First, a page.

Publications by authors named "J L Bernardi"

155 Publications

Steering the methanol steam reforming reactivity of intermetallic Cu-In compounds by redox activation: stability formation of an intermetallic compound-oxide interface.

Catal Sci Technol 2021 Aug 23;11(16):5518-5533. Epub 2021 Jul 23.

Department of Physical Chemistry, University of Innsbruck Innrain 52c A-6020 Innsbruck Austria +4351250758003.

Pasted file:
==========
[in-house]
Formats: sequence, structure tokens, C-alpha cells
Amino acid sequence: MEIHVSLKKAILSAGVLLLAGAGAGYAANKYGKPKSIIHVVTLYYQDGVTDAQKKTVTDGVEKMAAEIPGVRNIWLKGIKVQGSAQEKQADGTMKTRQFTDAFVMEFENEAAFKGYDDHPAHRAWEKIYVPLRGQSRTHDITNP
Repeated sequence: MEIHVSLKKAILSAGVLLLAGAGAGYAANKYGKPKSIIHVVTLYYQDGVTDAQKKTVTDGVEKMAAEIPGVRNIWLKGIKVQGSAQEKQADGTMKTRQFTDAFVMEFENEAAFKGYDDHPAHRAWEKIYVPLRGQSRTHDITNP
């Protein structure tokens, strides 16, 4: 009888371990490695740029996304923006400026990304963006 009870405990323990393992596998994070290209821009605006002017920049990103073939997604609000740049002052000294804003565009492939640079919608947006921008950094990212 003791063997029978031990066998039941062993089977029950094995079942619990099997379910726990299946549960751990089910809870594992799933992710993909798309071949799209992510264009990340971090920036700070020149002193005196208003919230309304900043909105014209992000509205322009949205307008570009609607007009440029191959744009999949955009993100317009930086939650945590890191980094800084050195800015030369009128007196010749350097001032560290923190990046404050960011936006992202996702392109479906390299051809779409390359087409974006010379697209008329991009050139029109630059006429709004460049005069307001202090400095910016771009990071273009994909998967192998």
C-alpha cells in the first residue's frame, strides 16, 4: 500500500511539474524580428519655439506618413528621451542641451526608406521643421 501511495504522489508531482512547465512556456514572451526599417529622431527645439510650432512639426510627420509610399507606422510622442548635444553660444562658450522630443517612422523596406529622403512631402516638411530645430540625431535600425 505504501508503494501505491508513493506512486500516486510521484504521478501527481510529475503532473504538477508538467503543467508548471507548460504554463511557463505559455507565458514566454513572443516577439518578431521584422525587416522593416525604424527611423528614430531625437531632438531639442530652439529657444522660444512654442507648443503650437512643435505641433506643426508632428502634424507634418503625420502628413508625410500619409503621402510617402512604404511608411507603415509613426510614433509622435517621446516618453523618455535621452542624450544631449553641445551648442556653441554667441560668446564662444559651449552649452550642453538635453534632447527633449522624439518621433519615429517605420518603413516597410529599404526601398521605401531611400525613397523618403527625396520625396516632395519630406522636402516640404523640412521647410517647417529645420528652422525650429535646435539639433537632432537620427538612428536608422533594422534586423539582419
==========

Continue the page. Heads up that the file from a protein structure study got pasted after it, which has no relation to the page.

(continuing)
To compare the inherent methanol steam reforming properties of intermetallic compounds and a corresponding intermetallic compound-oxide interface, we selected the Cu-In system as a model to correlate the stability limits, self-activation and redox activation properties with the catalytic performance. Three distinct intermetallic Cu-In compounds - CuIn, CuIn and CuIn - were studied both in an untreated and redox-activated state resulting from alternating oxidation-reduction cycles. The stability of all studied intermetallic compounds during methanol steam reforming (MSR) operation is essentially independent of the initial stoichiometry and all accordingly resist substantial structural changes. The inherent activity under batch MSR conditions is highest for CuIn, corroborating the results of a CuIn/InO sample accessed through reactive metal-support interaction. Under flow MSR operation, CuIn displays considerable deactivation, while CuIn and CuIn feature stable performance at simultaneously high CO selectivity. The missing significant self-activation is most evident in the thermogravimetric experiments, where no oxidation is detected for any of the intermetallic compounds. X-ray diffraction allowed us to monitor the partial decomposition and redox activation of the Cu-In intermetallic compounds into Cu0.9In0.1/InO (from CuIn), CuIn/InO (from CuIn) and CuIn/Cu0.9In0.1/InO (from CuIn) interfaces with superior MSR performance compared to the untreated samples. Although the catalytic profiles appear surprisingly similar, the latter interface with the highest indium content exhibits the least deactivation, which we explain by formation of stabilizing InO patches under MSR conditions.